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Jane H MacGibbon "GSL Limits on Varn of Constants" MG12 Paris July 12 - 18 2009 GENERALIZED SECOND LAW LIMITS ON THE VARIATION OF FUNDAMENTAL CONSTANTS.

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Presentation on theme: "Jane H MacGibbon "GSL Limits on Varn of Constants" MG12 Paris July 12 - 18 2009 GENERALIZED SECOND LAW LIMITS ON THE VARIATION OF FUNDAMENTAL CONSTANTS."— Presentation transcript:

1 Jane H MacGibbon "GSL Limits on Varn of Constants" MG12 Paris July 12 - 18 2009 GENERALIZED SECOND LAW LIMITS ON THE VARIATION OF FUNDAMENTAL CONSTANTS PRL 99, 061301 (2007) JANE H MACGIBBON UNIVERSITY OF NORTH FLORIDA

2 MOTIVATION Is the Fine Structure Constant constant? e = the charge of the electron ħ = Planck‘s constant c = speed of light

3 MEASUREMENTS Webb et al. M.T. Murphy, J.K. Webb & V.V. Flambaum M.N.R.A.S.. 345, 609 (2003) Δα/α =(-0.543 ± 0.116) x10 -5 over redshift range 0.2 { "@context": "http://schema.org", "@type": "ImageObject", "contentUrl": "http://images.slideplayer.com/13/3994659/slides/slide_3.jpg", "name": "MEASUREMENTS Webb et al. M.T. Murphy, J.K. Webb & V.V.", "description": "Flambaum M.N.R.A.S.. 345, 609 (2003) Δα/α =(-0.543 ± 0.116) x10 -5 over redshift range 0.2

4 MEASUREMENTS Chand et al. VLT H. Chand et al. astro-ph/0601194 Δα/α=(+0.05 ± 0.24)x10 -5 at redshift z = 1.1508 H. Chand et al. astro-ph/0408200 Δα/α = (+0.15 ± 0.43) x10 -5 over redshift range 1.59< z < 2.92 H. Chand et al. Astron.Astrophys. 417, 853 (2004) R. Srianand et al. Phys.Rev.Lett. 92, 121302 (2004) Δα/α = (-0.06 ± 0.06) x10 -5 over redshift range 0.4 { "@context": "http://schema.org", "@type": "ImageObject", "contentUrl": "http://images.slideplayer.com/13/3994659/slides/slide_4.jpg", "name": "MEASUREMENTS Chand et al. VLT H. Chand et al.", "description": "astro-ph/0601194 Δα/α=(+0.05 ± 0.24)x10 -5 at redshift z = 1.1508 H. Chand et al. astro-ph/0408200 Δα/α = (+0.15 ± 0.43) x10 -5 over redshift range 1.59< z < 2.92 H. Chand et al. Astron.Astrophys. 417, 853 (2004) R. Srianand et al. Phys.Rev.Lett. 92, 121302 (2004) Δα/α = (-0.06 ± 0.06) x10 -5 over redshift range 0.4

5 THEORETICAL LIMITS P.C.W. Davies, T.M. Davis, & C.H. Lineweaver Nature 418, 602-603 (2002) If change in α is due solely to change in e, then Black Hole Entropy Law will be violated But Davies, Davis & Lineweaver looked at entropy change due to change in e at fixed time

6 Jane H MacGibbon "GSL Limits on Varn of Constants" MG12 Paris July 12 - 18 2009 GENERALIZED SECOND LAW OF THERMODYNAMICS over any time interval

7 Jane H MacGibbon "GSL Limits on Varn of Constants" MG12 Paris July 12 - 18 2009 BLACK HOLE ENTROPY Consider entropy change due to change in e of per second over any time interval

8 GENERALIZED SECOND LAW OF THERMODYNAMICS over time interval Δt≥0 Entropy of Black Hole Area of Charged Non-Rotating Black Hole Temperature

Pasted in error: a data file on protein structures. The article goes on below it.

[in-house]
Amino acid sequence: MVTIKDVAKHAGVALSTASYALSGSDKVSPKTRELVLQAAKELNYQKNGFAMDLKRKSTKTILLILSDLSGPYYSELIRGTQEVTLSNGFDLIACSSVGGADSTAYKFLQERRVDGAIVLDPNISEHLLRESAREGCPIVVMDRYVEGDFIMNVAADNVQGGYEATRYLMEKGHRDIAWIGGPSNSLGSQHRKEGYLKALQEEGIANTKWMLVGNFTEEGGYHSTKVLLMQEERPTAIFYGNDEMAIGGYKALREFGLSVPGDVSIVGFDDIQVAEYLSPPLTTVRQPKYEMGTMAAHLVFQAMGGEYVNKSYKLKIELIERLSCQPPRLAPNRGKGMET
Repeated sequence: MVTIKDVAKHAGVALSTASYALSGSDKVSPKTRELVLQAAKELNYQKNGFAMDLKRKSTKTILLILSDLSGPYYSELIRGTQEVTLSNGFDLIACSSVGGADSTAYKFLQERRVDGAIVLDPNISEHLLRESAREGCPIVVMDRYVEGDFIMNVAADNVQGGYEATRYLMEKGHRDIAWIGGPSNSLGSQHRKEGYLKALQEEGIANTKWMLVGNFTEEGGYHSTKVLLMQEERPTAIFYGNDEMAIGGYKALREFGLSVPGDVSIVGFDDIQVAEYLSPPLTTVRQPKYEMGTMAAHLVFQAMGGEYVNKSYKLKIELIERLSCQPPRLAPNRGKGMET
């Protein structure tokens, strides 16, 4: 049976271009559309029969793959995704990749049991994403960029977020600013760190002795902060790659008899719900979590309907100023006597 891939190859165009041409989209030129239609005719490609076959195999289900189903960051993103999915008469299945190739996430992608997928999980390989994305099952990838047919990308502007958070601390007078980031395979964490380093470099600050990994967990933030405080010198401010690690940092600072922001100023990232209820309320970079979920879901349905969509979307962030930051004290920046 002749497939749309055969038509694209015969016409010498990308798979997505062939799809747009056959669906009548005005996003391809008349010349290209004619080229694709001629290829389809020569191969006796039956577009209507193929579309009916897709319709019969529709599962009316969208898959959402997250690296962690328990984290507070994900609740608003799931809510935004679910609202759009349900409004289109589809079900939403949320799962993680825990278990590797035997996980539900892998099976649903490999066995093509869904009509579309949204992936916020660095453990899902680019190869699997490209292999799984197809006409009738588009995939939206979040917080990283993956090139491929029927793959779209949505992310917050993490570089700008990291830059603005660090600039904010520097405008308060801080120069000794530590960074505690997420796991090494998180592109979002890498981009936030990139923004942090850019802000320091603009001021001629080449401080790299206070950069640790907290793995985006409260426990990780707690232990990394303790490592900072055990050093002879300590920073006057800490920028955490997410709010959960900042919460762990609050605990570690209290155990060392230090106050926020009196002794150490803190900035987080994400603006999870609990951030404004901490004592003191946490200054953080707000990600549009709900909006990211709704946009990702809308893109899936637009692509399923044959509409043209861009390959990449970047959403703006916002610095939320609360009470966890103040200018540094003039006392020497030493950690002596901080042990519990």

9 ΔS BH First Term contains Hawking Flux Second Term,

10 CASE I : Net radiation loss from black hole into environment CASE (IA) is not affected by Hawking radiation So TERM 1 TERM 2

11 CASE IA : Mass Loss due to Hawking Radiation and (D.N. Page) So ΔS≥0 until TERM 1 ≈ TERM 2. This happens when black hole charge satisfies

12 CASE IA : Maximal Possible Charge on Black Hole So BUT (Gibbons and Zaumen) A black hole quickly discharges by superradiant Schwinger-type e + e - pair-production around black hole if is greater than

13 CASE IA : So for all lighter than Superradiant discharge rate (Gibbons) is greater than TERM 2 for all lighter than

14 CASE IA : So if then ΔS≥0 for all lighter than

15 Jane H MacGibbon "GSL Limits on Varn of Constants" MG12 Paris July 12 - 18 2009 CASE IA : So if then ΔS≥0 for all lighter than Mass of black hole whose temperature is 2.73K (cosmic microwave background temperature): Coincidence?

16 CASE IB : Charge Loss due to Hawking Radiation and so For it is straightforward to show net entropy increase from Hawking emission TERM 1 dominates TERM 2 so ΔS≥0 if For higher, use work of Carter to show high temperature charged black hole discharges (via thermal Hawking and superradiant regimes) quickly over the lifetime of the Universe so ΔS≥0 SUMMARY OF CASE I: If, ΔS≥0 for black holes emitting in the present Universe

17 Jane H MacGibbon "GSL Limits on Varn of Constants" MG12 Paris July 12 - 18 2009

18 CASE II: Net accretion (which lowers and leads to more accretion) Thermodynamics With each accretion, increase = Environment Energy decrease and so increase due to accretion > decrease due to accretion Also increase due to accretion > decrease due to Hawking radiation So compare effect of with increase due to accretion